Ready to discover your blind spots? What do you think?

Sanjay Anandaram is a passionate advocate of entrepreneurship in India; He brings two decades of experience as an entrepreneur, corporate executive, venture investor, faculty member, advisor and mentor. He’s involved with Nasscom, TiE, IIM-Bangalore, and INSEAD business school in driving entrepreneurship. He can be reached at sanjay@jumpstartup.net. The views expressed here are his own.

June 20, 2009

Dealing With Status Quo

Last week, I wrote about the entrepreneurial mindset challenging status quo. Challenging status quo and embracing change can take many forms and operate at many levels; but the presence or lack of an entrepreneurial mindset is apparent in the smallest of things or in everyday operating situations.

Here’re two real life examples regarding status quo.

Some years ago, a well known and very experienced Silicon Valley VC was visiting a small and young business in Bangalore that was raising capital for funding its growth in India and overseas. The company was building a high-tech component for the telecom equipment sector. He met the US educated CEO and his team, visited customers and the manufacturing facilities. Everything seemed to be fine with the visit. However, the VC declined to invest. He had noticed that the CEO’s office had typewriters and not computers! He had also noticed and learnt that the CEO’s business card didn’t have an email id, that the secretary took printouts of emails for the CEO to read overnight, respond to by scribbling on the margins and handing over the scribbled upon printouts to the secretary the following morning. In his view, an office that relied on a 100 year old technology like typewriters and which were hardly seen anymore – outside of government offices which aren’t the best examples of innovative or entrepreneurial mindsets – and the way the CEO dealt with email betrayed an unwillingness to change, a comfort with status quo and really reflected the CEO’s own mindset relating to modernization, investments, efficiency, productivity and so on. The company was not able to raise money and is still around, hopefully without typewriters, leading a hand to mouth existence.

A company had ambitious growth plans and so a strong executive team was hired. The company wanted to be run professionally, raise capital and grow aggressively. The executive team shared good chemistry with the CEO and all seemed fine. Then one by one, the newly hired team started leaving. The CEO was simply unwilling to let go of any and all decision making. Every decision had to be taken by him, the minutest details had to be shared with him and he wanted to know everything that was going on. Back seat driving and micro-management were the reasons for the hired team to depart. They felt they weren’t empowered and trusted enough to execute. The CEO was unable to let go, uncomfortable with the new scenario wherein the executives took operating decisions to execute the business plan and he felt left out of the daily action. The CEO, in spite of having an experienced team, felt comfortable only when the company operated in its earlier manner with him in control. The need to balance the CEO’s operating style with the company’s growth plans demonstrated the true extent of his entrepreneurial mindset. Today, the company is still exactly where it was financially several years ago and is unable to hire and retain talented and experienced executives.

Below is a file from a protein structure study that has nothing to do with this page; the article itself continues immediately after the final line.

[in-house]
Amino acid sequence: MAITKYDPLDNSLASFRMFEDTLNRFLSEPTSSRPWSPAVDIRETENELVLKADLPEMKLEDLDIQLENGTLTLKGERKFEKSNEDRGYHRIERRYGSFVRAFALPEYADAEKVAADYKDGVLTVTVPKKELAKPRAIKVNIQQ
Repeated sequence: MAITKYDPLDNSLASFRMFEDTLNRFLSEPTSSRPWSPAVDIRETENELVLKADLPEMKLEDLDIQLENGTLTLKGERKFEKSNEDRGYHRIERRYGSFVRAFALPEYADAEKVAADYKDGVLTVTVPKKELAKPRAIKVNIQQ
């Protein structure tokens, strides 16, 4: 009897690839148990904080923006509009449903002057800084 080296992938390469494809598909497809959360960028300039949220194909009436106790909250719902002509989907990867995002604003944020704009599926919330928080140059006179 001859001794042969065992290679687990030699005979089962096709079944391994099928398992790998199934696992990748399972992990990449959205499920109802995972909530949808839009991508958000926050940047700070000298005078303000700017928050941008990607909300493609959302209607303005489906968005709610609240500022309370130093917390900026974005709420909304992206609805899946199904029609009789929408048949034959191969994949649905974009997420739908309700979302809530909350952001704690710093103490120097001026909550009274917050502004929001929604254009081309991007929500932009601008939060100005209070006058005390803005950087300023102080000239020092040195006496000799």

Challenging status quo therefore doesn’t necessarily imply doing something radical. It means not only changing the way things have been done but being comfortable with the new ways. Without being comfortable with the new, there’s every danger of the situation regressing to its earlier ways. And that isn’t good for anyone.

In the 19th century, horse drawn carriages were the norm and with burgeoning city populations, city planners used to wonder about ways to deal with the horse dung on city streets. The internal combustion engine put an end to that problem! One cannot operate in the 21st century with a 20th century view of the world. It is necessary to shed or modify old ideas in the light of new signals. These signals come from policies, economies, markets, technologies, regulations, user behaviours and the like and one must, therefore, be receptive to these signals. Interpreting these signals to modify and change for the impending new sets of circumstances is therefore critical.

What do you think?

Sanjay Anandaram is a passionate advocate of entrepreneurship in India; He brings two decades of experience as an entrepreneur, corporate executive, venture investor, faculty member, advisor and mentor. He’s involved with Nasscom, TiE, IIM-Bangalore, and INSEAD business school in driving entrepreneurship. He can be reached at sanjay@jumpstartup.net. The views expressed here are his own.

June 02, 2009

Fear of Status Quo? - By Sanjay Anandaram